Despite the best efforts of a few valiant voices, the City (and its interests) received a shameful lack of attention during the Brexit debate and has been largely left to fend for itself ever since.
However, the race to succeed Mark Carney at the Bank of England combined with the prospect of a hard-left Labour government has sparked a renewed focus on the most important component of the British economy.
Andrew Bailey, chief executive of the Financial Conduct Authority and candidate for the Bank of England's top job has become increasingly vocal about the future of financial services and the regulatory regime that will underpin it.
His call for a smarter, more flexible approach post-Brexit was echoed earlier this week by another contender for the Governorship, deputy governor Sir Jon Cunliffe, who also warned against locking the UK into the EU's regulatory regime once the UK leaves the bloc.
The importance of the financial and professional services sector is underlined today by the release of an annual 'state of the City' report by trade body TheCityUK. One of the main points this group is always keen to highlight is just how much of the sector is based outside London. Two thirds of the 2.3m people working in this field are based outside the capital, and across the country a staggering one in 14 workers makes a living in the industry. In 2017/18 the sector generated a mighty £75bn in tax revenue, amounting to £11 in every £100 the exchequer collects.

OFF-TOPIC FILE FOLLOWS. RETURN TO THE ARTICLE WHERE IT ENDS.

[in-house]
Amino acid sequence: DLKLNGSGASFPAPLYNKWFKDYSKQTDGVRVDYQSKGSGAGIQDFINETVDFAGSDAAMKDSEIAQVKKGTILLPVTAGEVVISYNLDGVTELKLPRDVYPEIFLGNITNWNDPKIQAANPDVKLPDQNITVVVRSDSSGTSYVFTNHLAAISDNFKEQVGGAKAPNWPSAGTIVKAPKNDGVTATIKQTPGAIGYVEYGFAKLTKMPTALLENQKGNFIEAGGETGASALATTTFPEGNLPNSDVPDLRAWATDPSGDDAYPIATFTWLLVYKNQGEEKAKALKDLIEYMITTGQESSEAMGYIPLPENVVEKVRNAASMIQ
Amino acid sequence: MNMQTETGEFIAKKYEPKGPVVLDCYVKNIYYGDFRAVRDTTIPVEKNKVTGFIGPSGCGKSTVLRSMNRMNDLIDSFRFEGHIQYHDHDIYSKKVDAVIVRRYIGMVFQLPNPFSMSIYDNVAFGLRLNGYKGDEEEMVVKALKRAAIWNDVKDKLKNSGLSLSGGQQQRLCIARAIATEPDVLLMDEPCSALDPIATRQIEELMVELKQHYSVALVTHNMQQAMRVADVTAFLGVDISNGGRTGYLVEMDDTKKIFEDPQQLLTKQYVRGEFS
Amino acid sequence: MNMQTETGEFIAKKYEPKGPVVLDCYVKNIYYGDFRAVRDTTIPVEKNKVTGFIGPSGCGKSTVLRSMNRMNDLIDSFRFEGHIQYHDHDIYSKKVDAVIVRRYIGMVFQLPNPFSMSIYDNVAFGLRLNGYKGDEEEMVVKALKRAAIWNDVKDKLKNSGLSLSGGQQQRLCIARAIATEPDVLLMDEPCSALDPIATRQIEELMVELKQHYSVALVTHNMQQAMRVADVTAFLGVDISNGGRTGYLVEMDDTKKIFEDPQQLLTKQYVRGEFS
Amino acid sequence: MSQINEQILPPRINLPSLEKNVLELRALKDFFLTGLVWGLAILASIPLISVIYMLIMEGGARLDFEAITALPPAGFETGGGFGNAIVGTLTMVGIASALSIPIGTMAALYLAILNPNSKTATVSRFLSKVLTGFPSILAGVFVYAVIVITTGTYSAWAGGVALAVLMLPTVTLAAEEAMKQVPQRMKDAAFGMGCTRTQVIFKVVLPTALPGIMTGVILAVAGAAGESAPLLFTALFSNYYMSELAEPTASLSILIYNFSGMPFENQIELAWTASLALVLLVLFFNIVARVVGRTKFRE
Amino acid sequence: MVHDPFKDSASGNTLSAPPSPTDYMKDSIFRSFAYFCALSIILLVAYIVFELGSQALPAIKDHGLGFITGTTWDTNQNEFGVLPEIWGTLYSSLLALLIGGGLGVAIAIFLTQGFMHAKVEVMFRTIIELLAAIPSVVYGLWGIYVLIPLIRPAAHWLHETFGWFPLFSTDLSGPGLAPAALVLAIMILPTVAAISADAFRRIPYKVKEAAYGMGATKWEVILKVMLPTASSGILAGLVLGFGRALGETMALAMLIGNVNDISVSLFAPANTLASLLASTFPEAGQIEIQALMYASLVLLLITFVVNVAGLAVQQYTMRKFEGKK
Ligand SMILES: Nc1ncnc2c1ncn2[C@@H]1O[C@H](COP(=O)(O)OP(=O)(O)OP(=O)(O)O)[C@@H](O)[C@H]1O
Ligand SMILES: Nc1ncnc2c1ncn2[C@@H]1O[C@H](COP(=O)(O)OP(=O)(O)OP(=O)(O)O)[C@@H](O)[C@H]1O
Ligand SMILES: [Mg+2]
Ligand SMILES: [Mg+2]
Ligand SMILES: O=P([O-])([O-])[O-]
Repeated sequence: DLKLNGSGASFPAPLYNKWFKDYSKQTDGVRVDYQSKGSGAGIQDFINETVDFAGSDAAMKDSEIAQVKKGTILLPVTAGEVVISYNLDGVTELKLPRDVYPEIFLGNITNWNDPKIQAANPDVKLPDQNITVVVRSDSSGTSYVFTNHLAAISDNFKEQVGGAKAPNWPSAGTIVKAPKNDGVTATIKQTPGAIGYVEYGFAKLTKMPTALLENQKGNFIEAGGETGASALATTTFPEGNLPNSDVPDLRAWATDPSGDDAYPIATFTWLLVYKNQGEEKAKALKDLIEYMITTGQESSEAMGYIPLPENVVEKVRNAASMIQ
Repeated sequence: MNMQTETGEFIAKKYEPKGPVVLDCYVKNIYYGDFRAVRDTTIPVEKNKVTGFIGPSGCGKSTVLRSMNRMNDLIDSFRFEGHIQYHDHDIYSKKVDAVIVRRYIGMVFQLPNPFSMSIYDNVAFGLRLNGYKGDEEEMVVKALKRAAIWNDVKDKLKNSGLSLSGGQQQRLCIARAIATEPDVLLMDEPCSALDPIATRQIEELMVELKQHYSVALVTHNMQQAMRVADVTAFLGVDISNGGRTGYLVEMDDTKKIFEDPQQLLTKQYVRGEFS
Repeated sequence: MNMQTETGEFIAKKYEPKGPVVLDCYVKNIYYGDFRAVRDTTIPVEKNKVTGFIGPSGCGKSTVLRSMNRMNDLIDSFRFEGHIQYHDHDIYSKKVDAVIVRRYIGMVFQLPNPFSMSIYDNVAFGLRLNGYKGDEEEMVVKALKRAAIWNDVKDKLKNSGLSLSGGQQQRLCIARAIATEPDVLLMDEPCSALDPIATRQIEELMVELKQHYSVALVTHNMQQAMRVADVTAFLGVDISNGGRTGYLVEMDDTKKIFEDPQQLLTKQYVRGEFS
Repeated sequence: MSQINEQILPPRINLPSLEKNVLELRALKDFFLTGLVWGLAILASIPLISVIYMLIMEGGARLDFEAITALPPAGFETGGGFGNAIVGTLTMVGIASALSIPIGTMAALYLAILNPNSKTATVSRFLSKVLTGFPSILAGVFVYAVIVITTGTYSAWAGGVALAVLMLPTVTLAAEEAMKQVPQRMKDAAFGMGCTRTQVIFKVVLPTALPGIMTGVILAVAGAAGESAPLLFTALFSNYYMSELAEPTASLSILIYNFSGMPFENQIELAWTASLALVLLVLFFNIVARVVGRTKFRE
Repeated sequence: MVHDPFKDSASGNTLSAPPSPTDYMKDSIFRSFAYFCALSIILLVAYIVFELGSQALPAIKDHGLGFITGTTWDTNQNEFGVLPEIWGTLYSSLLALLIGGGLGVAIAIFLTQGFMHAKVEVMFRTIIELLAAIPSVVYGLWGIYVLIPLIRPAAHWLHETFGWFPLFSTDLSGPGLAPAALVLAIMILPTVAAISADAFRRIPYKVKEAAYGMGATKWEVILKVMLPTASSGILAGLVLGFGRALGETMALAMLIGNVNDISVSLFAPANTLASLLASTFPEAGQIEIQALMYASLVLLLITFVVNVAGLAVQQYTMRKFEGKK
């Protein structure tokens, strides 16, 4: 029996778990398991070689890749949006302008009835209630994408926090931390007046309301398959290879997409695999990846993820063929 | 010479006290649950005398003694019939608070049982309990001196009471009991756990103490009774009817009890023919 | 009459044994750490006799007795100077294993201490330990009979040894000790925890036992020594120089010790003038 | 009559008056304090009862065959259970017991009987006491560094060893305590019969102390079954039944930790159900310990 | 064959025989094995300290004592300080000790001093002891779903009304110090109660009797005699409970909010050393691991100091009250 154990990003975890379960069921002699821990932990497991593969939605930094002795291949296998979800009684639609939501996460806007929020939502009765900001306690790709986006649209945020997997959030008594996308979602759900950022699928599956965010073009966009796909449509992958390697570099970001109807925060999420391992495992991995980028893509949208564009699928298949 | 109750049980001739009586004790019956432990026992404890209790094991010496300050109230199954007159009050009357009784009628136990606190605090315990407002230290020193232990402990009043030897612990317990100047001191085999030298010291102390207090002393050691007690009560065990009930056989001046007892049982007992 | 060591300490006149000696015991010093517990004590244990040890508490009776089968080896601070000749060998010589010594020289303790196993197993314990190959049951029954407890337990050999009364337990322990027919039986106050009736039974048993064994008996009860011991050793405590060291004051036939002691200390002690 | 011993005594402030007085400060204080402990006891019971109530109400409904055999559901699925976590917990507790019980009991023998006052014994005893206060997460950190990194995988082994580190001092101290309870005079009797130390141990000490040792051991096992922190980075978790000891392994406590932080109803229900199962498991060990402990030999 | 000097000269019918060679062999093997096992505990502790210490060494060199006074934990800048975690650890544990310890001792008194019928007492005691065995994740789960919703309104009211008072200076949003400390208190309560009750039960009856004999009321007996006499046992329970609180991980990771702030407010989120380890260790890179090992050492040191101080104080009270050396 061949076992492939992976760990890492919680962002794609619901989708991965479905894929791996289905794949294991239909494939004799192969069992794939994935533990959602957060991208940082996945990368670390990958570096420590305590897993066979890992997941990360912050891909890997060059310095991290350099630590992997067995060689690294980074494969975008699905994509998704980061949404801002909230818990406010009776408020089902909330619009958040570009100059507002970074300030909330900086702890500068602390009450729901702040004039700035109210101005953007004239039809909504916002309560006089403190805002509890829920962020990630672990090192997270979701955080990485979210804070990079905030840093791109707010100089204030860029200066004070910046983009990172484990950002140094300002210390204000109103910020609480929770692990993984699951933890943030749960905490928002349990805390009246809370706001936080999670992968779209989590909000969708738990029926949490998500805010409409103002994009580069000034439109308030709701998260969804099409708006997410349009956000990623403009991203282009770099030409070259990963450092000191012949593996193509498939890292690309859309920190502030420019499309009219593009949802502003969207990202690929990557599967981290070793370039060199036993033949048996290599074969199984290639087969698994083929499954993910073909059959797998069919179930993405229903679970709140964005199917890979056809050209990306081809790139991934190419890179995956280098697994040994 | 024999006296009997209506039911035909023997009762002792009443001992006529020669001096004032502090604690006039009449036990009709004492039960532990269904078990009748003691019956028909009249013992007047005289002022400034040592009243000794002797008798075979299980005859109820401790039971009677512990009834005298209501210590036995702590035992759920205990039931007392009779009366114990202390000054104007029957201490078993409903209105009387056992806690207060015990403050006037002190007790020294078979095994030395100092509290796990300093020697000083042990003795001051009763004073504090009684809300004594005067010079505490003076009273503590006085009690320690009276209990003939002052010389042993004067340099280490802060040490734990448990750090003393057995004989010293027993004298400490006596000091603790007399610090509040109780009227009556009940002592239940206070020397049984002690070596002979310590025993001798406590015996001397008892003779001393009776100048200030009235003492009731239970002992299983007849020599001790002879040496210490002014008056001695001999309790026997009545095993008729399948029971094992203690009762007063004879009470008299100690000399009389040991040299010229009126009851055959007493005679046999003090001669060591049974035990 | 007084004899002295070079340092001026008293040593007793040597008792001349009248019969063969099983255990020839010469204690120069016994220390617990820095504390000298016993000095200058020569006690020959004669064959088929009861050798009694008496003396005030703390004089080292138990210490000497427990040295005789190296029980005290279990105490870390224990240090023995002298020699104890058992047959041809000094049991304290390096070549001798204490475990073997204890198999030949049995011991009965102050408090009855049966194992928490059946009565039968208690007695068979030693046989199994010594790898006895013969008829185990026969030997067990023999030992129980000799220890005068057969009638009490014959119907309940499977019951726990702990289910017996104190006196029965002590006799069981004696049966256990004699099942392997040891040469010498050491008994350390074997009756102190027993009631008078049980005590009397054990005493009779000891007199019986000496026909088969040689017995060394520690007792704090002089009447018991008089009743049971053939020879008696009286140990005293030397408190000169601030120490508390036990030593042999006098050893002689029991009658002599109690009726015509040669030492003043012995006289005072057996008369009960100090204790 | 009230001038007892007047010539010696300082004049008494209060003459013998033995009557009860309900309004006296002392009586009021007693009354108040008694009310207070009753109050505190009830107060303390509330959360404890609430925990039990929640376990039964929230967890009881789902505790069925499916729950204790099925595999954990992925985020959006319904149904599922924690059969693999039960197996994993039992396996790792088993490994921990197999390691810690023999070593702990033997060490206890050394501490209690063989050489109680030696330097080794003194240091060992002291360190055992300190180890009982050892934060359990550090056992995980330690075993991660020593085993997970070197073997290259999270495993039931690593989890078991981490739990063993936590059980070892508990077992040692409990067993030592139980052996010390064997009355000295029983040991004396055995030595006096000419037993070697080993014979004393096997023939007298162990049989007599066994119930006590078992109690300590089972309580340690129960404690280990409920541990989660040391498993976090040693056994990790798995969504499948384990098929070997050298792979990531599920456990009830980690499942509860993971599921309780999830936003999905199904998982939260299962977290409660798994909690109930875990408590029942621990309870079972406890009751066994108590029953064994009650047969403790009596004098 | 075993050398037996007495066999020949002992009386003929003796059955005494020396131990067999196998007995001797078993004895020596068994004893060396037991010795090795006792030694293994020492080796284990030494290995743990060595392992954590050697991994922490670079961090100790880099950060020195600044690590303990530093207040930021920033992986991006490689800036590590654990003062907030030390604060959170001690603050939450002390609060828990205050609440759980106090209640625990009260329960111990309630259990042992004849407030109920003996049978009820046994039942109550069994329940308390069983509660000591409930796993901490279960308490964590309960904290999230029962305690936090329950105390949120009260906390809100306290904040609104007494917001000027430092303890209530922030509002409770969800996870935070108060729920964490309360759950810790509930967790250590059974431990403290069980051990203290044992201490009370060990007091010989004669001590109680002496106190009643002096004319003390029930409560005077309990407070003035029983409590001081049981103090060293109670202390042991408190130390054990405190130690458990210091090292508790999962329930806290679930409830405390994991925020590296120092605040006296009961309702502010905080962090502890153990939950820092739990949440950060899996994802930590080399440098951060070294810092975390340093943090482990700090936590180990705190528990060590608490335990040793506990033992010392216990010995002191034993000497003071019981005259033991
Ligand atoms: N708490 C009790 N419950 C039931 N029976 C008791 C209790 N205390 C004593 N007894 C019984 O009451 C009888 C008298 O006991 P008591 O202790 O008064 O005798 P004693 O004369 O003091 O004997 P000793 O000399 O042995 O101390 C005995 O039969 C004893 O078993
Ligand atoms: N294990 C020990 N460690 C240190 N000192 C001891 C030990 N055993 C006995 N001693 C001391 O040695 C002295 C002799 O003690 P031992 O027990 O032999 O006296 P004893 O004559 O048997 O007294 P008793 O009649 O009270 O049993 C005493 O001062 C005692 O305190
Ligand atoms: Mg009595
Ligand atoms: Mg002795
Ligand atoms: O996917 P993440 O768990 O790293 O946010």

The full report highlights the breadth and depth of the sector, and complements work done by other groups such as New Financial in demonstrating the importance of the sector to the wider economy in every corner of the country.
This scope and scale is worth remembering the next time Labour figures attack the City as a mere playground for “the one per cent” – a smear that makes it into every stump speech offered up by the Labour leadership. With politics now at its most unpredictable in living memory, the threat Labour poses to the financial services industry, and by extension the wider UK economy, must be taken extremely seriously.
If this crown fell into Labour's hands, it would rust.